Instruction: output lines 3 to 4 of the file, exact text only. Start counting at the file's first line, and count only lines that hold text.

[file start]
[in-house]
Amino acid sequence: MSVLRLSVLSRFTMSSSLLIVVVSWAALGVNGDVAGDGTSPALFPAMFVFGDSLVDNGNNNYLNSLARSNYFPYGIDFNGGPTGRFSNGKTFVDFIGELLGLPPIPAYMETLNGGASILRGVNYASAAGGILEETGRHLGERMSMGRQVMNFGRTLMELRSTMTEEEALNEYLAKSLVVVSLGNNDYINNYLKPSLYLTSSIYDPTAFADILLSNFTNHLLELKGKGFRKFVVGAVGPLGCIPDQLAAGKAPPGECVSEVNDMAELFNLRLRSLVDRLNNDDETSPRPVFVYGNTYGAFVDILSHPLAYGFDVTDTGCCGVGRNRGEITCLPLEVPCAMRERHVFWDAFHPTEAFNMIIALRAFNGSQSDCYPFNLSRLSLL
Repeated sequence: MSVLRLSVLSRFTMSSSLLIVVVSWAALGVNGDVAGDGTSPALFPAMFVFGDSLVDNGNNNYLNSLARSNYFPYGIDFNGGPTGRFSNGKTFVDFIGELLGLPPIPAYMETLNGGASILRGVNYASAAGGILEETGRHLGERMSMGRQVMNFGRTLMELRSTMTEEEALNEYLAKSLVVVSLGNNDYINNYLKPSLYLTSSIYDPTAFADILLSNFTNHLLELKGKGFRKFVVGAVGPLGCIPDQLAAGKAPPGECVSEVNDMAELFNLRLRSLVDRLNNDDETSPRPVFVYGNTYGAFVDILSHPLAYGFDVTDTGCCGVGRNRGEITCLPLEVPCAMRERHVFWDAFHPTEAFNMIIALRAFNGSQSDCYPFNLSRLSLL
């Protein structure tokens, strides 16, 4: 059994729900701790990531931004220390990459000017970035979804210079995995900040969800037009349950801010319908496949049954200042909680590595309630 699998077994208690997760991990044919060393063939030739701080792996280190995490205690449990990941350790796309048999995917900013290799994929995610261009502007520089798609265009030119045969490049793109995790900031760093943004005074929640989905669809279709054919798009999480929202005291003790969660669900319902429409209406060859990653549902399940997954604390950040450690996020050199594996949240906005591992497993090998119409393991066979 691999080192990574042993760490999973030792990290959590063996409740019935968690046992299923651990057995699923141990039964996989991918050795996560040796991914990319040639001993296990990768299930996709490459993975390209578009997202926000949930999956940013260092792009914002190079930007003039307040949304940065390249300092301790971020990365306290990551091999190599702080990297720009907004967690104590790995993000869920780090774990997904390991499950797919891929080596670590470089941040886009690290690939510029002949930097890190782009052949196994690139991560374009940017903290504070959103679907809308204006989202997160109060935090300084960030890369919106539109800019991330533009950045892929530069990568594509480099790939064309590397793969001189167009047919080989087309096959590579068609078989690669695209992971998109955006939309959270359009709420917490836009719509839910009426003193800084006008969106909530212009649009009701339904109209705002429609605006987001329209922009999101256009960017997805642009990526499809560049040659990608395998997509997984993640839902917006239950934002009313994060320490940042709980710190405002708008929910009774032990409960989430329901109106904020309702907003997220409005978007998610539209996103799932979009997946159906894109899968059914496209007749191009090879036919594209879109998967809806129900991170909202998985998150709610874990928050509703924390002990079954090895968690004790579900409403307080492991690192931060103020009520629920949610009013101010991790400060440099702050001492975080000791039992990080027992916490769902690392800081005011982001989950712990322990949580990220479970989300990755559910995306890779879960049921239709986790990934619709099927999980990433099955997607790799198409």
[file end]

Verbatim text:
Repeated sequence: MSVLRLSVLSRFTMSSSLLIVVVSWAALGVNGDVAGDGTSPALFPAMFVFGDSLVDNGNNNYLNSLARSNYFPYGIDFNGGPTGRFSNGKTFVDFIGELLGLPPIPAYMETLNGGASILRGVNYASAAGGILEETGRHLGERMSMGRQVMNFGRTLMELRSTMTEEEALNEYLAKSLVVVSLGNNDYINNYLKPSLYLTSSIYDPTAFADILLSNFTNHLLELKGKGFRKFVVGAVGPLGCIPDQLAAGKAPPGECVSEVNDMAELFNLRLRSLVDRLNNDDETSPRPVFVYGNTYGAFVDILSHPLAYGFDVTDTGCCGVGRNRGEITCLPLEVPCAMRERHVFWDAFHPTEAFNMIIALRAFNGSQSDCYPFNLSRLSLL
């Protein structure tokens, strides 16, 4: 059994729900701790990531931004220390990459000017970035979804210079995995900040969800037009349950801010319908496949049954200042909680590595309630 699998077994208690997760991990044919060393063939030739701080792996280190995490205690449990990941350790796309048999995917900013290799994929995610261009502007520089798609265009030119045969490049793109995790900031760093943004005074929640989905669809279709054919798009999480929202005291003790969660669900319902429409209406060859990653549902399940997954604390950040450690996020050199594996949240906005591992497993090998119409393991066979 691999080192990574042993760490999973030792990290959590063996409740019935968690046992299923651990057995699923141990039964996989991918050795996560040796991914990319040639001993296990990768299930996709490459993975390209578009997202926000949930999956940013260092792009914002190079930007003039307040949304940065390249300092301790971020990365306290990551091999190599702080990297720009907004967690104590790995993000869920780090774990997904390991499950797919891929080596670590470089941040886009690290690939510029002949930097890190782009052949196994690139991560374009940017903290504070959103679907809308204006989202997160109060935090300084960030890369919106539109800019991330533009950045892929530069990568594509480099790939064309590397793969001189167009047919080989087309096959590579068609078989690669695209992971998109955006939309959270359009709420917490836009719509839910009426003193800084006008969106909530212009649009009701339904109209705002429609605006987001329209922009999101256009960017997805642009990526499809560049040659990608395998997509997984993640839902917006239950934002009313994060320490940042709980710190405002708008929910009774032990409960989430329901109106904020309702907003997220409005978007998610539209996103799932979009997946159906894109899968059914496209007749191009090879036919594209879109998967809806129900991170909202998985998150709610874990928050509703924390002990079954090895968690004790579900409403307080492991690192931060103020009520629920949610009013101010991790400060440099702050001492975080000791039992990080027992916490769902690392800081005011982001989950712990322990949580990220479970989300990755559910995306890779879960049921239709986790990934619709099927999980990433099955997607790799198409």